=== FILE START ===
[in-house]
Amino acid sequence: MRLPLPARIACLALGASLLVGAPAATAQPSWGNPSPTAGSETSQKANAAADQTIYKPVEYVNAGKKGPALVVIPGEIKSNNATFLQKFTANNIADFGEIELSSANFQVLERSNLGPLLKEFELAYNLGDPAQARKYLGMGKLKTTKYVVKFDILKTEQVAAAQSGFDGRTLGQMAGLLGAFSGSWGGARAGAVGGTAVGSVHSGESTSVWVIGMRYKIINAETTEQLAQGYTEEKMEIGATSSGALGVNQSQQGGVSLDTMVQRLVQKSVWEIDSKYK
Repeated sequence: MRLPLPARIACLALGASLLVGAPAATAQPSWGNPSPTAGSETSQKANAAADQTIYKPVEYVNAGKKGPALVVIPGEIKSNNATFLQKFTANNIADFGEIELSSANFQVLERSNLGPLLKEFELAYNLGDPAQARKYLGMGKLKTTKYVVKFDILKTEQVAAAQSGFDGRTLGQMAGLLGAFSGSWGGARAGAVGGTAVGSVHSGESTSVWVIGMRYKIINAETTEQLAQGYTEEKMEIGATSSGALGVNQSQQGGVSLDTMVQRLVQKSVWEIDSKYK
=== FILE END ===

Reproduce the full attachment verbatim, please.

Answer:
[in-house]
Amino acid sequence: MRLPLPARIACLALGASLLVGAPAATAQPSWGNPSPTAGSETSQKANAAADQTIYKPVEYVNAGKKGPALVVIPGEIKSNNATFLQKFTANNIADFGEIELSSANFQVLERSNLGPLLKEFELAYNLGDPAQARKYLGMGKLKTTKYVVKFDILKTEQVAAAQSGFDGRTLGQMAGLLGAFSGSWGGARAGAVGGTAVGSVHSGESTSVWVIGMRYKIINAETTEQLAQGYTEEKMEIGATSSGALGVNQSQQGGVSLDTMVQRLVQKSVWEIDSKYK
Repeated sequence: MRLPLPARIACLALGASLLVGAPAATAQPSWGNPSPTAGSETSQKANAAADQTIYKPVEYVNAGKKGPALVVIPGEIKSNNATFLQKFTANNIADFGEIELSSANFQVLERSNLGPLLKEFELAYNLGDPAQARKYLGMGKLKTTKYVVKFDILKTEQVAAAQSGFDGRTLGQMAGLLGAFSGSWGGARAGAVGGTAVGSVHSGESTSVWVIGMRYKIINAETTEQLAQGYTEEKMEIGATSSGALGVNQSQQGGVSLDTMVQRLVQKSVWEIDSKYK